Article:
Buildings on previous layouts have been scratch-built but in order to save time, kits have been used here to good effect. The goods shed and loco shed are modified Heljan and Airfix respectively, whereas the station building was put together without any modification at all. The platform mounted signal box is also Ratio and boasts a fully fitted interior.
Working signals always enhance a model railway and although only two are featured here they add another dimension to the railway scene. Perhaps in the future it may be possible to have operating ground signals.
Figures bring a layout to life and these have been painted from various sources and most of the road vehicles have been altered in some way.
Locos are a mixture of steam and diesel and, together with appropriate stock, trains are portrayed running in the B.R. Early 60ís period.
Stonebridge is now 20 years old and was exhibited at Cheltenham for the first time in October 1987.
Thomas more photos
This is the model railway where Children can become Engine Drivers on the Island of Sodor and has of course been inspired by the Reverend Audrey books.
Our Thomas and Friends layout has been built for ten years now and in that time we hope it has encouraged many new railway enthusiasts to build a train set of their own.
Originally it was intended as a space filler at shows so needed to be small, easy to transport and have a simple track plan, easy for small children to operate.
After its first appearance it was clear this model railway would have to be included at all our exhibitions.
It incorporates a tunnel, station, level crossing together with locomotive and goods facilities. Train drivers should look out for many of the popular characters; Henry, Percy, Toby, Cranky, the Troublesome Trucks, not forgetting the Sir Topham Hatt better known as the Fat Controller.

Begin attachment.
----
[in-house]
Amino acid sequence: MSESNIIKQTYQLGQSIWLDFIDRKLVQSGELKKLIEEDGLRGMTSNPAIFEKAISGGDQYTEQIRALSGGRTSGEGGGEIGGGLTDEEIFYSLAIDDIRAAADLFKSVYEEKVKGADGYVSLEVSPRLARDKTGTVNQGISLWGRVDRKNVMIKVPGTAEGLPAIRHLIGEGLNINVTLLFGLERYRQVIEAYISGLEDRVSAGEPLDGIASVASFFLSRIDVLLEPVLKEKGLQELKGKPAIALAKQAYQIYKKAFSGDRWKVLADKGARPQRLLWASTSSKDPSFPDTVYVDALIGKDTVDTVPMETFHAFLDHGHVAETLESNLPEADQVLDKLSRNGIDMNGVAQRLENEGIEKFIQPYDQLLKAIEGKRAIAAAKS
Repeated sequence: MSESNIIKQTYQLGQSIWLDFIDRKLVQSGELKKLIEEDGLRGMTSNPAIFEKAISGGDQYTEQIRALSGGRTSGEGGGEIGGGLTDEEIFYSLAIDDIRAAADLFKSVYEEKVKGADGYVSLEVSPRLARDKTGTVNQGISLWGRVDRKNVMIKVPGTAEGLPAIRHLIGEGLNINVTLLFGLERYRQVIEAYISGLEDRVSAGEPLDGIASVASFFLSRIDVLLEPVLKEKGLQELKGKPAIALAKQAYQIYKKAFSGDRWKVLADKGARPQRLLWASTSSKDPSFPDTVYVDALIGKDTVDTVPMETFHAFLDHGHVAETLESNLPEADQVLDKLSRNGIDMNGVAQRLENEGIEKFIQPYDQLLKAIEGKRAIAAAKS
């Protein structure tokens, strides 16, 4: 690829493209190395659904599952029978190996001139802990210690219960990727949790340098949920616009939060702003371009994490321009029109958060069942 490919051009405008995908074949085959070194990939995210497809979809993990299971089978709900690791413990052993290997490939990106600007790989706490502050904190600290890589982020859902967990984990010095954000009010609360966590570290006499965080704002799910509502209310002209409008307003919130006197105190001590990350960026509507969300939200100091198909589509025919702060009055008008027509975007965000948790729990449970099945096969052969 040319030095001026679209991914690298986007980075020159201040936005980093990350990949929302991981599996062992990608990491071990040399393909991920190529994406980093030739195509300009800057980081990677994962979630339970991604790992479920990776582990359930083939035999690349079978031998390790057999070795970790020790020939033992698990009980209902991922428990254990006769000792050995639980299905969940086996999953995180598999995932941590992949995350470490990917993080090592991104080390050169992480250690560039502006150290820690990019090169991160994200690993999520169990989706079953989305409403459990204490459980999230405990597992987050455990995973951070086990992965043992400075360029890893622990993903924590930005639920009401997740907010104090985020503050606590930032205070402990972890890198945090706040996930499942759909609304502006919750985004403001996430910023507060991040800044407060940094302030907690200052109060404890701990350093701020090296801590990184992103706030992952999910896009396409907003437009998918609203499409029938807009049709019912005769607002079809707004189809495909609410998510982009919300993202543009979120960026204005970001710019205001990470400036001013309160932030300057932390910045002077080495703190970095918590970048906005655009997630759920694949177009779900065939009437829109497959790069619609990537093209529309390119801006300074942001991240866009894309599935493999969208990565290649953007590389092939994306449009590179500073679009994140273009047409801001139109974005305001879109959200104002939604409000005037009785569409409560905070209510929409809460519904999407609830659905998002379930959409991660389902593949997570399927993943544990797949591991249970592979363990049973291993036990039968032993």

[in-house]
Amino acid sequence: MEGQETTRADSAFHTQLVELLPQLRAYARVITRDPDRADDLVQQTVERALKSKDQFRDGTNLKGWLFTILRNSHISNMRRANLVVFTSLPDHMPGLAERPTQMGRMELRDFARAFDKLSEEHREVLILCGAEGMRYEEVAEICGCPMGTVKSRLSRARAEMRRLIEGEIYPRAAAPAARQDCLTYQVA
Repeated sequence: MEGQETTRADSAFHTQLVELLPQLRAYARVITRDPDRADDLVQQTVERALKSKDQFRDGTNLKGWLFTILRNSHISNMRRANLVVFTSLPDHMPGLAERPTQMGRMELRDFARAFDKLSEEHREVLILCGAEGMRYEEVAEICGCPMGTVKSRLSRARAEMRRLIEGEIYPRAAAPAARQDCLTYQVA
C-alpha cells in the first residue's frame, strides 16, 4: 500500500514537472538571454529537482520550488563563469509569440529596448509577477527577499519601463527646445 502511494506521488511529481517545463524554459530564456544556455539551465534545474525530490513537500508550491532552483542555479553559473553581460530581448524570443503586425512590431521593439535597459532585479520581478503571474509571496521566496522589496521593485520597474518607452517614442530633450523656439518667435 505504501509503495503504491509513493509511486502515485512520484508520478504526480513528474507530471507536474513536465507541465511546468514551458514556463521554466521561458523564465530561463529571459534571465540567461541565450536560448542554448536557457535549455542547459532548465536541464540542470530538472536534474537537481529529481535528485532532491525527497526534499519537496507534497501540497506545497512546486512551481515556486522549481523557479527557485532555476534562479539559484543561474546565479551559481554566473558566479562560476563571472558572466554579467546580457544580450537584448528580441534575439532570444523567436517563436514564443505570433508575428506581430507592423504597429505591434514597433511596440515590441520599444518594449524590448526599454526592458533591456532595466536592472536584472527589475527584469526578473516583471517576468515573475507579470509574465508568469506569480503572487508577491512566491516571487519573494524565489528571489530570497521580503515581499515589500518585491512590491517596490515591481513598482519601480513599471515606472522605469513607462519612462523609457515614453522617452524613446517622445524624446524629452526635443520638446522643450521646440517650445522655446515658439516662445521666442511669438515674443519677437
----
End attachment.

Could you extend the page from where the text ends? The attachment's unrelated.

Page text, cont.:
The famous anthropomorphised rolling stock is mostly from the Thomas range and we are sure most of the adults and all the kids will love it.
Happy Driving, but please observe the track speed limits.
Yeoford, 11 miles west of Exeter, was the junction station for the LSWR lines to Plymouth and North Devon, the actual divergence being a mile to the west at Coleford Junction signal box. The wide arches of the stone over-bridges and wide spacing of the platforms were inherited from the broad gauge North Devon Railwayj. The LSWR extended the station as part of its double track main line between Waterloo and Plymouth, adding up and down bay platforms together with a small marshalling yard on the down side.
During our chosen Edwardian period, we operate a timetable to include a sample of the more than 60 daily trains, including local passenger and goods trains from Exeter together with passenger trains or through coaches from Waterloo and goods trains from Nine Elms, together with stone trains from Meldon Quarry and coal from Fremington Quay. The Exeter and Torrington Travelling Post Office also runsj. Some slower trains are shunted into sidings to allow faster trains to overtake, with connections being made. As advised on the station nameboards, passengers travelling between stations on the North Devon and Plymouth lines alighted from trains on the up platform, crossed the footbridge and awaited a down train, making use of the refreshment room if time permitted. Luggage and parcels were transferred by trolley over the foot crossing. Mainly Adams and Drummond locomotives haul period trains, passengers being carried mainly in non-corridor stock but some new corridor coaches do appear.
All the essential features of the curved Yeoford Junction layout are incorporated, although the length has been reduced, mainly in the sidings. Two extra bridges have been incorporated to get trains 'off-stage' behind the sidings. All bridges and buildings are hand-built, based on the North Devon and South Western structures at Yeoford. Track is hand-built using EMGS components, most rolling stock is built from kits with some scratch-built and the locomotives are powered by Portescap motors.
|Andi Dell||Harvey Faulkner-Aston|
|Mark Begley||Steve Adcock|
|Castle Trains||Cheltenham Model Centre|
|Fine Art Photographer, Paul Clarke||Iron Horse DVDs|
|RCSW (Pre-owned) Models, Clive Reid||Rly books, timetables, photos, Stewart Blencowe|
|Robbie's Rolling Stock|